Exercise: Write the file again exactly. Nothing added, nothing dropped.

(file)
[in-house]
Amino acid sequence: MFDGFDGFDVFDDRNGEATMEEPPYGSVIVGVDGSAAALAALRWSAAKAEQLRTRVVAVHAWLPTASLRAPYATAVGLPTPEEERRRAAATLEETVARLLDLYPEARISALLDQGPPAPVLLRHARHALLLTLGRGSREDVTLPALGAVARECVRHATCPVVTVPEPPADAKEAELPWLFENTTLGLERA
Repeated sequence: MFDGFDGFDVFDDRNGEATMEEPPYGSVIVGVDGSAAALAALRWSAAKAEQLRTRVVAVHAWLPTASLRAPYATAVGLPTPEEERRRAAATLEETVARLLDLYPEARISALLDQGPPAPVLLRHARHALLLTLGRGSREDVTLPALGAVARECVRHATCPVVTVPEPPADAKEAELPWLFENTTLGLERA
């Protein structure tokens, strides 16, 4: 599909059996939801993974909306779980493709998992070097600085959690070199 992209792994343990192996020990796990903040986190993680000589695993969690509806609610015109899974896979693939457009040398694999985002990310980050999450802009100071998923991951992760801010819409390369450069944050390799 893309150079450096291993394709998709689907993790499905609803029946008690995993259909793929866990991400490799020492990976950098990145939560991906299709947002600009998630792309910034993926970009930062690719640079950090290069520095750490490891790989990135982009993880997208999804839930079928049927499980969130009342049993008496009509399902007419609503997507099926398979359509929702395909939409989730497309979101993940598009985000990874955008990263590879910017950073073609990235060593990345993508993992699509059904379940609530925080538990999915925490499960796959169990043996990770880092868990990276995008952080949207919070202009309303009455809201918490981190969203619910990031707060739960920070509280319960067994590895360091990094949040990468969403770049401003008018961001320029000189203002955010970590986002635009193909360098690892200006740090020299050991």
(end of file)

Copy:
[in-house]
Amino acid sequence: MFDGFDGFDVFDDRNGEATMEEPPYGSVIVGVDGSAAALAALRWSAAKAEQLRTRVVAVHAWLPTASLRAPYATAVGLPTPEEERRRAAATLEETVARLLDLYPEARISALLDQGPPAPVLLRHARHALLLTLGRGSREDVTLPALGAVARECVRHATCPVVTVPEPPADAKEAELPWLFENTTLGLERA
Repeated sequence: MFDGFDGFDVFDDRNGEATMEEPPYGSVIVGVDGSAAALAALRWSAAKAEQLRTRVVAVHAWLPTASLRAPYATAVGLPTPEEERRRAAATLEETVARLLDLYPEARISALLDQGPPAPVLLRHARHALLLTLGRGSREDVTLPALGAVARECVRHATCPVVTVPEPPADAKEAELPWLFENTTLGLERA
């Protein structure tokens, strides 16, 4: 599909059996939801993974909306779980493709998992070097600085959690070199 992209792994343990192996020990796990903040986190993680000589695993969690509806609610015109899974896979693939457009040398694999985002990310980050999450802009100071998923991951992760801010819409390369450069944050390799 893309150079450096291993394709998709689907993790499905609803029946008690995993259909793929866990991400490799020492990976950098990145939560991906299709947002600009998630792309910034993926970009930062690719640079950090290069520095750490490891790989990135982009993880997208999804839930079928049927499980969130009342049993008496009509399902007419609503997507099926398979359509929702395909939409989730497309979101993940598009985000990874955008990263590879910017950073073609990235060593990345993508993992699509059904379940609530925080538990999915925490499960796959169990043996990770880092868990990276995008952080949207919070202009309303009455809201918490981190969203619910990031707060739960920070509280319960067994590895360091990094949040990468969403770049401003008018961001320029000189203002955010970590986002635009193909360098690892200006740090020299050991």